In Chapter 8 of Intro to Statistical Learning, the authors state with regard to pruning a random forest that: "One possible alternative to the process described above is to build the tree only so long as the decrease in the RSS due to each split exceeds some (high) threshold. This strategy will result in smaller trees, but is too short-sighted since a seemingly worthless split early on in the tree might be followed by a very good split—that is, a split that leads to a large reduction in RSS later on." This definitely makes sense in the context of a random forest where we are unconcerned with the variance of any given tree, but I am wondering if the same logic should be applied to gradient boosted trees.

In my case, I'm using LightGBM for a learning task and I am deciding whether to tune num_leaves or min_gain_split. I don't want to tune both, as this will increase the size of the hyperparameter space to search over (with limited benefit, I presume).

  • $\begingroup$ Good eye that those two parameter have similar effect. (+1) I think there is no "canonical answer"; probably num_leaves is better to use early on but that comes with a grain of salt. Please see my answer below where I comment on this further. $\endgroup$
    – usεr11852
    Commented Jan 29, 2023 at 17:37

1 Answer 1


This same logic is partially applicable to gradient boosting regression trees (GBRTs).

While the basic notions presented are indeed pertinent for GBRTs as well, the basic reason why it isn't such a big problem is that if indeed a "very good split" is to be followed, we will find it with one of the subsequent learners. In contrast with random forests (RFs), where each base learner (tree) is oblivious to what other learners in the ensemble are doing, GBRT's base learners are aware of the residuals/gradients from the previous iterations/boosting rounds.

That said, tuning num_leaves vs min_gain_split touches upon a slightly different point: computation speed and tree-depth. On the one side, num_leaves is a very "cheap" to compute and enforce metric; it will also indirectly and lightly constrain our overall tree depth (we can still have some loop-sided trees that get quite deep asymmetrically- I assume we are growing our trees leaf-wise instead of depth-wise) and it is very objective in the sense that it does not depend on the actual task, scale of data, etc. On the other side, min_gain_split requires quite a bit of work to be computed (see the recent CV.SE thread: Gain vs Loss in terms of selecting best leaf split value for more details), it theoretically allows for "huge" base-learners (but that almost never happens in reality) and the actual value of it ($\gamma$ in XGBoost-speak) is task- & dataset- dependent so some subjectivity comes into play there.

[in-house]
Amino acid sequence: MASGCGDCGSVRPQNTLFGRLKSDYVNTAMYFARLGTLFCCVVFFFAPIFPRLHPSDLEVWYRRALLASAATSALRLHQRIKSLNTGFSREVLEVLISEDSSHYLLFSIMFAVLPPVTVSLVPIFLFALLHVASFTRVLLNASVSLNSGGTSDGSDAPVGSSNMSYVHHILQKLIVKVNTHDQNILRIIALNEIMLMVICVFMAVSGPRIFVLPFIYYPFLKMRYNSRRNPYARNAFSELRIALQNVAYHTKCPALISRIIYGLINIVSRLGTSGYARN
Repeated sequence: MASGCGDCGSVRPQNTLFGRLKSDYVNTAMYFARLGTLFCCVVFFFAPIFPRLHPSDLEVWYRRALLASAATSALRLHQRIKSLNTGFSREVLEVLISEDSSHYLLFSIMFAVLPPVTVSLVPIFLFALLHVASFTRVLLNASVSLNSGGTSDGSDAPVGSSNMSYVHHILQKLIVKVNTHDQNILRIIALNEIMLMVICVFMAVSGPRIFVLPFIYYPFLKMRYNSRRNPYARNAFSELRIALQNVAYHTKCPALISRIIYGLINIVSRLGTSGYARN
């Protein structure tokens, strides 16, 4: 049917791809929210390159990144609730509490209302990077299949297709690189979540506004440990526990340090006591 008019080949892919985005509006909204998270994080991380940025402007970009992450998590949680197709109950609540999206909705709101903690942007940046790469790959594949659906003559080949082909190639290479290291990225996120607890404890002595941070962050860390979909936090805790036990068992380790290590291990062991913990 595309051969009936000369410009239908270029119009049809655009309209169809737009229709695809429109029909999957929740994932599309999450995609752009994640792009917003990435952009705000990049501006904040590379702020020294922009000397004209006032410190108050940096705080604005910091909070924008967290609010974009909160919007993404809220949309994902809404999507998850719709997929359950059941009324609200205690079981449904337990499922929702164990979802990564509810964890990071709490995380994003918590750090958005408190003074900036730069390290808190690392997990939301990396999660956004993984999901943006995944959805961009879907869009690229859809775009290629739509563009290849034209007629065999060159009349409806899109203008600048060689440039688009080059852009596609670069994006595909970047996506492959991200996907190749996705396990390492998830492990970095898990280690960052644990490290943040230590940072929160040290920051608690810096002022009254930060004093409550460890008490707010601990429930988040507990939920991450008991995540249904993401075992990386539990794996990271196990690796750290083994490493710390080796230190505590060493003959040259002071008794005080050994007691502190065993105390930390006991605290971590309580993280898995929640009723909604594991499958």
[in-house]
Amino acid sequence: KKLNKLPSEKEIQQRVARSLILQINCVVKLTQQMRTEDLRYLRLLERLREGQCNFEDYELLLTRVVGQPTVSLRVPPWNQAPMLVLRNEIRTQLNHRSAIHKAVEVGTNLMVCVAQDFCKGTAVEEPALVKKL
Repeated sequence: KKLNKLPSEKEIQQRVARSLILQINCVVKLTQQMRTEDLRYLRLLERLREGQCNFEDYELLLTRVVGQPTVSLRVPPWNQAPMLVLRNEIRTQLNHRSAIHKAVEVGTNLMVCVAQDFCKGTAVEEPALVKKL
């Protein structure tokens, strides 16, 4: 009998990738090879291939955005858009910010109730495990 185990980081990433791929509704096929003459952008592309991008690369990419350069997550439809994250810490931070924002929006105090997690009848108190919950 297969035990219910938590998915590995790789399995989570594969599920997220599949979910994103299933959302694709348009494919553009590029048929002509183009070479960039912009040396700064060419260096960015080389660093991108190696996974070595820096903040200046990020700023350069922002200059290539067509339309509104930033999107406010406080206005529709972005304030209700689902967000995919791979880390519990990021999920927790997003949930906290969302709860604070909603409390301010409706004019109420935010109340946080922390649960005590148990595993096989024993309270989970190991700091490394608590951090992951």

I personally set num_leaves at a high value (e.g. 255), max_depth to be proximal value to it (e.g. 10), and optimise against min_gain_split (and min_data_in_leaf) as it guarantees shallower trees and combats over-fitting quite forcefully. It also gives me an idea of how much each learner can actually contribute. I have found though that if computational time is an issue num_leaves (with min_data_in_leaf again) allows for faster iterations and constraints the training time more aggressively. I don't think there is "one-size-fits-all" answer to this; as you correctly recognise both parameters regularise the individual base learner in a pruning-like manner. Maybe start with num_leaves as it is harder to mess up a lot and move forward with min_gain_split in a second round of modelling when some baselines are more clear.


Your Answer

By clicking “Post Your Answer”, you agree to our terms of service and acknowledge you have read our privacy policy.

Not the answer you're looking for? Browse other questions tagged or ask your own question.